Seizing upon language in the district court's opinion that expresses skepticism over what inspector Martinez may have felt in Kaniff's crotch while conducting the pat-down search, Kaniff insists that the district court improperly deferred to Martinez's testimony even though it believed she was lying. The entirety of the district court's remarks, however, indicate that the court ultimately decided to credit Martinez's account. Initially, as Kaniff is quick to point out, the district court expressed doubt over exactly what it was that Martinez may have felt through Kaniff's thin blue jeans. Notwithstanding its doubts, however, the court saw no indication of ill motive on Martinez's part nor did it have any other reason to suspect her of lying, and thus it concluded that Martinez had testified truthfully about her perceptions at the time. This is not a case in which the court credited wholly improbable testimony. United States v. Dillon, 150 F.3d 754, 758 (7th Cir.1998) ("We defer to a district court's credibility determinations unless the district judge has chosen to credit exceedingly improbable testimony.") (internal quotation marks and citation omitted). Nor did the court simply defer to Martinez's testimony because it was unwilling to second-guess the assessment of a Customs inspector. The latter position, of course, would be unjustified. Law enforcement officers, by their mere position, are not necessarily more credible than other witnesses when they testify as fact witnesses. Cf., United States v. Amerson, 938 F.2d 116, 118 (8th Cir.1991) (finding "district court has a responsibility to ensure the jurors are not predisposed to believe the testimony of the officers is inherently more credible than that of other witnesses"). But by finding a lack of bad faith on Martinez's part, and more importantly, by not expressly finding that Martinez lied when she testified that she felt something hard in Kaniff's crotch during the pat-down search, the court made the type of credibility determination that is entitled to deference on review. Dillon, 150 F.3d at 758.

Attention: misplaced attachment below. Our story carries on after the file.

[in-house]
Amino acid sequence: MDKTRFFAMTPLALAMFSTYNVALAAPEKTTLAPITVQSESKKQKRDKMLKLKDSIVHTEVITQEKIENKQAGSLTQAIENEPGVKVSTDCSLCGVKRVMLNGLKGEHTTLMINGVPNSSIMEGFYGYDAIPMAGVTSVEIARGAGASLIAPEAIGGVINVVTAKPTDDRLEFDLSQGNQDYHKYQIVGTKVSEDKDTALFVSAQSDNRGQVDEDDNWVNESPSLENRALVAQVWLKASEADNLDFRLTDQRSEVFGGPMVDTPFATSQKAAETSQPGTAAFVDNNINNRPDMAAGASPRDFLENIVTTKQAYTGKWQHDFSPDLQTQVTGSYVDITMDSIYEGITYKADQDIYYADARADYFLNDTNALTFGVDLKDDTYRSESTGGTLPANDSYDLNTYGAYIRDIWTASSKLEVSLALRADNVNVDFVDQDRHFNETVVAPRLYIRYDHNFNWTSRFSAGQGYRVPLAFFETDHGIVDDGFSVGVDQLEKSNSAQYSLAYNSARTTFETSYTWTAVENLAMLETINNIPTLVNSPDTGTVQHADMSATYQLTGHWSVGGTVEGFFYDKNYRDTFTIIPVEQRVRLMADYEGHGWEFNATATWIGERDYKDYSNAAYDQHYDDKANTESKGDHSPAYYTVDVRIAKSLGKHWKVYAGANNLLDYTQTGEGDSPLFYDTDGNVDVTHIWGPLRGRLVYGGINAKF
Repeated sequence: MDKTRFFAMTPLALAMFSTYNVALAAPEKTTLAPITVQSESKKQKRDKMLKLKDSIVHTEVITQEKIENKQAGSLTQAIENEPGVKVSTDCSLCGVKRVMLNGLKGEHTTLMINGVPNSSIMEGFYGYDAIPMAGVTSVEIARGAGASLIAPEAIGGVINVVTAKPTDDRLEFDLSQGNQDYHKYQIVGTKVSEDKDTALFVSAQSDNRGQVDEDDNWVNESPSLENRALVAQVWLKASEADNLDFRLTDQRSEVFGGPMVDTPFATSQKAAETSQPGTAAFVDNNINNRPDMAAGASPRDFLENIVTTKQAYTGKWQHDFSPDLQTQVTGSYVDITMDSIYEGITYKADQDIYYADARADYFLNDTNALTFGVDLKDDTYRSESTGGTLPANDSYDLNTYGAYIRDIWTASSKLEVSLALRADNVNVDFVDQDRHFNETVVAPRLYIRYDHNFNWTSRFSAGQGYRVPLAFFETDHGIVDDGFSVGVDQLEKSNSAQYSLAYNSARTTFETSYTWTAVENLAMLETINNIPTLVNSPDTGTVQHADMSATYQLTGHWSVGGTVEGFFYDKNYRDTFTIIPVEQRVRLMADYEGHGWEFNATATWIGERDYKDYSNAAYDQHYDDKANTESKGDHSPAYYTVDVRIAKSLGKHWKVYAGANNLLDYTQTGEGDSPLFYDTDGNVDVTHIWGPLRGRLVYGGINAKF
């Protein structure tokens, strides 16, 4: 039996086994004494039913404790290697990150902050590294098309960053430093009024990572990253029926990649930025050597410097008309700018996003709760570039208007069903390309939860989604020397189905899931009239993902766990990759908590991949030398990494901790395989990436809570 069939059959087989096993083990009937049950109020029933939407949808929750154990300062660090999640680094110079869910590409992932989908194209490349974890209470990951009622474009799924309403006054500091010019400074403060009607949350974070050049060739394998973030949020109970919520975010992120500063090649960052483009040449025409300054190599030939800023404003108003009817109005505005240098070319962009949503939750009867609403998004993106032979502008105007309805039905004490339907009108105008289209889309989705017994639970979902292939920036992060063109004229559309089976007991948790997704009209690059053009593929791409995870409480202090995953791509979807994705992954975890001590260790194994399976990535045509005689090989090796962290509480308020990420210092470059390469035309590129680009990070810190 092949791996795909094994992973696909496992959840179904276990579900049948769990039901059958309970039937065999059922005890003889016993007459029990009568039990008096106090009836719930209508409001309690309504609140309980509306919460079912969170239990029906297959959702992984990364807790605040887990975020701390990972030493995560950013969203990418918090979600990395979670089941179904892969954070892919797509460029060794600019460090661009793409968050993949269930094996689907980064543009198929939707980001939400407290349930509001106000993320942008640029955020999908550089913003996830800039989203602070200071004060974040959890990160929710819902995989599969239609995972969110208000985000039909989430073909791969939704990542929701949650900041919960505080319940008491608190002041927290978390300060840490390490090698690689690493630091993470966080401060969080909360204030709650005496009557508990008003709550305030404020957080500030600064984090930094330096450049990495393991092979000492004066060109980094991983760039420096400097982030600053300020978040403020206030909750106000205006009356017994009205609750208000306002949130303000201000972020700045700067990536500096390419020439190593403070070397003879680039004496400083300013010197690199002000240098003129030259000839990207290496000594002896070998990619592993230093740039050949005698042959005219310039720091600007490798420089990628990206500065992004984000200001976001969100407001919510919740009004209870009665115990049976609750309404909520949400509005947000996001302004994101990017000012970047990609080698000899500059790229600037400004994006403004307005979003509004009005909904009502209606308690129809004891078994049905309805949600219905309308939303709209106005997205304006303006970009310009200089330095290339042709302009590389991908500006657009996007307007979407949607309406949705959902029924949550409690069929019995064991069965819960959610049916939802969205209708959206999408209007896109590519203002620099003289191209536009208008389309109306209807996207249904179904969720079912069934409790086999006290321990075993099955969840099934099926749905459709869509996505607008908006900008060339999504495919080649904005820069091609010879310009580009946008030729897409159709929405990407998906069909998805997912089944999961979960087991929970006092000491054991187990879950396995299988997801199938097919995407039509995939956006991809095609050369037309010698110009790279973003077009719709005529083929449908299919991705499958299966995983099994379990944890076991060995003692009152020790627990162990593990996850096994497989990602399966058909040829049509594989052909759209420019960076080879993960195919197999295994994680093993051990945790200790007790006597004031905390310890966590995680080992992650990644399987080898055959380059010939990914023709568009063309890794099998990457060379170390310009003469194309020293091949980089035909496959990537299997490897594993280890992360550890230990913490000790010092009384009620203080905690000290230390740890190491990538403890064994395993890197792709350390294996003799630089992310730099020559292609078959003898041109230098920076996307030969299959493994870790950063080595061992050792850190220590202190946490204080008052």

Finally, Kaniff advances the theory that the inspectors needed to obtain additional (that is, incremental) suspicious evidence at each level of the increasingly invasive searches that they conducted in order to justify searching further (and more intrusively) for contraband. Kaniff cites no authority in support of this position. We asked Kaniff's lawyer at oral argument whether she knew of any Supreme Court decision that announced such a rule, and she could not name one. This is not surprising. A rule that requires additional suspicious details or facts at each level of a search before further, more invasive searching may occur, is problematic for at least two reasons: it would reward criminals who creatively conceal contraband in various ways, and it would create strong incentive for law enforcement personnel to jump to the most invasive techniques in their arsenal at the first opportunity.